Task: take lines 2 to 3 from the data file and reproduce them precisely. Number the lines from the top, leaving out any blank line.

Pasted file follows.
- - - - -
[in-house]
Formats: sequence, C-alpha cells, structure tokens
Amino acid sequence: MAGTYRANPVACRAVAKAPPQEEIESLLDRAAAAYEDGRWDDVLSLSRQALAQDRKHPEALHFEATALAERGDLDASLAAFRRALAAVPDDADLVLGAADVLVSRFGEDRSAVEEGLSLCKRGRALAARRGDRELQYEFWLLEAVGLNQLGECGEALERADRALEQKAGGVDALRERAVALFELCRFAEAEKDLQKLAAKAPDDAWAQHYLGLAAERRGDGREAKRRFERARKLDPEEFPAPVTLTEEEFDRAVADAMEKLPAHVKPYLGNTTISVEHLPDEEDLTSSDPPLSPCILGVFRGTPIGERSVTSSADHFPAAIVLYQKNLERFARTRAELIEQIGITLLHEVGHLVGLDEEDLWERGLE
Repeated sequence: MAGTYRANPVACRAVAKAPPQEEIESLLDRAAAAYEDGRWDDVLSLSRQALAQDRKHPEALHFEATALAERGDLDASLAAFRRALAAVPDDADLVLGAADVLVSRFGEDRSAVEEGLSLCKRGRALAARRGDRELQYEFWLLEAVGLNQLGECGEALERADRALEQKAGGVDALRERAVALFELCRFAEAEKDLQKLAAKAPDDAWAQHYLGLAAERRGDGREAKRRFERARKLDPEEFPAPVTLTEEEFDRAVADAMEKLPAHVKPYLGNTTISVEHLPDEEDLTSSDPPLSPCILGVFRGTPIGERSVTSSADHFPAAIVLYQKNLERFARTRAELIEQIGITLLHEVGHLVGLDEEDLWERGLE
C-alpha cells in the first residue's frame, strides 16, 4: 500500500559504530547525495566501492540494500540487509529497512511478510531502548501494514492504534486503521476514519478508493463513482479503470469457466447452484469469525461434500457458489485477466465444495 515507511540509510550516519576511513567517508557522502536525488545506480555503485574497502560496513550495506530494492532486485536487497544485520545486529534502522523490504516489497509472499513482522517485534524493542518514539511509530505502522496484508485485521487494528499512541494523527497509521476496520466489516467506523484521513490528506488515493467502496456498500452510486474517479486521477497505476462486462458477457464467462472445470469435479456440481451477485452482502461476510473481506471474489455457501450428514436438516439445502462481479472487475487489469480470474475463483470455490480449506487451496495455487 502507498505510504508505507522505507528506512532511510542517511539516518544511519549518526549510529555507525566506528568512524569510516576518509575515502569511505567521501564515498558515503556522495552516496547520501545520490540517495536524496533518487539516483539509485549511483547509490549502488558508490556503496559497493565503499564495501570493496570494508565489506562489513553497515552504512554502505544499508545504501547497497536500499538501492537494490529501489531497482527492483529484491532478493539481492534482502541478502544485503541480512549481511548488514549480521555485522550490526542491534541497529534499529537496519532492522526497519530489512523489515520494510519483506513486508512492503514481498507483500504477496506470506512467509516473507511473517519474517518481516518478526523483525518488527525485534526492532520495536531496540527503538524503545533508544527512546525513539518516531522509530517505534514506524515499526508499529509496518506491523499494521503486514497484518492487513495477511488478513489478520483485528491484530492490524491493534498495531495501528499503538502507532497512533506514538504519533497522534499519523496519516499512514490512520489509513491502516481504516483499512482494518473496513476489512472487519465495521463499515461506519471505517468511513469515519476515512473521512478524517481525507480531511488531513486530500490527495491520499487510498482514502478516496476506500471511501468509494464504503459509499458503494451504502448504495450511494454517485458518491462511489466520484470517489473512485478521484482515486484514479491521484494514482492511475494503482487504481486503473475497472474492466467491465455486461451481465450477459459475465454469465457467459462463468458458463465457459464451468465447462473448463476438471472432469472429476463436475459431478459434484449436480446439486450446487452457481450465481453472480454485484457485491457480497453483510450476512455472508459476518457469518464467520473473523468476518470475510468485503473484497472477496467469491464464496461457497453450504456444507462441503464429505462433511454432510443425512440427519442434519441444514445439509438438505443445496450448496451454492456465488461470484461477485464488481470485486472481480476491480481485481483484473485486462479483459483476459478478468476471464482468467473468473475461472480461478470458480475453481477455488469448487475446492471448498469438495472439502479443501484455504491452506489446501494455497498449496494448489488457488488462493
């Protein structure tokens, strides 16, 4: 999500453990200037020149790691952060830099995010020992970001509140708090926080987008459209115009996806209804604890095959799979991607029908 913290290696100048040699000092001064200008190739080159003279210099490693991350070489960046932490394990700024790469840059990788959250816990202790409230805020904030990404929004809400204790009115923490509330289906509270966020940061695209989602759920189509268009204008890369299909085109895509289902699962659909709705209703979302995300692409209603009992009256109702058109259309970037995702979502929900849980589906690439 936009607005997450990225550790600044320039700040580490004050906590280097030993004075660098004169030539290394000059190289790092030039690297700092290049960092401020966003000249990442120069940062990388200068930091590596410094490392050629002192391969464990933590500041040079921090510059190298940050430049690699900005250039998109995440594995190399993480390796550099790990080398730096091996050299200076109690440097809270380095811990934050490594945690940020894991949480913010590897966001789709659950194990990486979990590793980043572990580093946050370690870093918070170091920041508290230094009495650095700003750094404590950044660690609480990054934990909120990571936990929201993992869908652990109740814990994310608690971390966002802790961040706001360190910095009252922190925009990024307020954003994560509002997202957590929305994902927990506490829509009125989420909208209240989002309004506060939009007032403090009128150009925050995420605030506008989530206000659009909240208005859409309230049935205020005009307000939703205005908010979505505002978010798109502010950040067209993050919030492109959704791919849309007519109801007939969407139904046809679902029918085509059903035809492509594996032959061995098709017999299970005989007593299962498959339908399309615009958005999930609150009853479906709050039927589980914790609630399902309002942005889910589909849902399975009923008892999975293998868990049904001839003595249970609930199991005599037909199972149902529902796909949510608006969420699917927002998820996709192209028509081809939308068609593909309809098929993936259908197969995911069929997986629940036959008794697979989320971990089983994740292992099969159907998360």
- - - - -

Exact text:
Formats: sequence, C-alpha cells, structure tokens
Amino acid sequence: MAGTYRANPVACRAVAKAPPQEEIESLLDRAAAAYEDGRWDDVLSLSRQALAQDRKHPEALHFEATALAERGDLDASLAAFRRALAAVPDDADLVLGAADVLVSRFGEDRSAVEEGLSLCKRGRALAARRGDRELQYEFWLLEAVGLNQLGECGEALERADRALEQKAGGVDALRERAVALFELCRFAEAEKDLQKLAAKAPDDAWAQHYLGLAAERRGDGREAKRRFERARKLDPEEFPAPVTLTEEEFDRAVADAMEKLPAHVKPYLGNTTISVEHLPDEEDLTSSDPPLSPCILGVFRGTPIGERSVTSSADHFPAAIVLYQKNLERFARTRAELIEQIGITLLHEVGHLVGLDEEDLWERGLE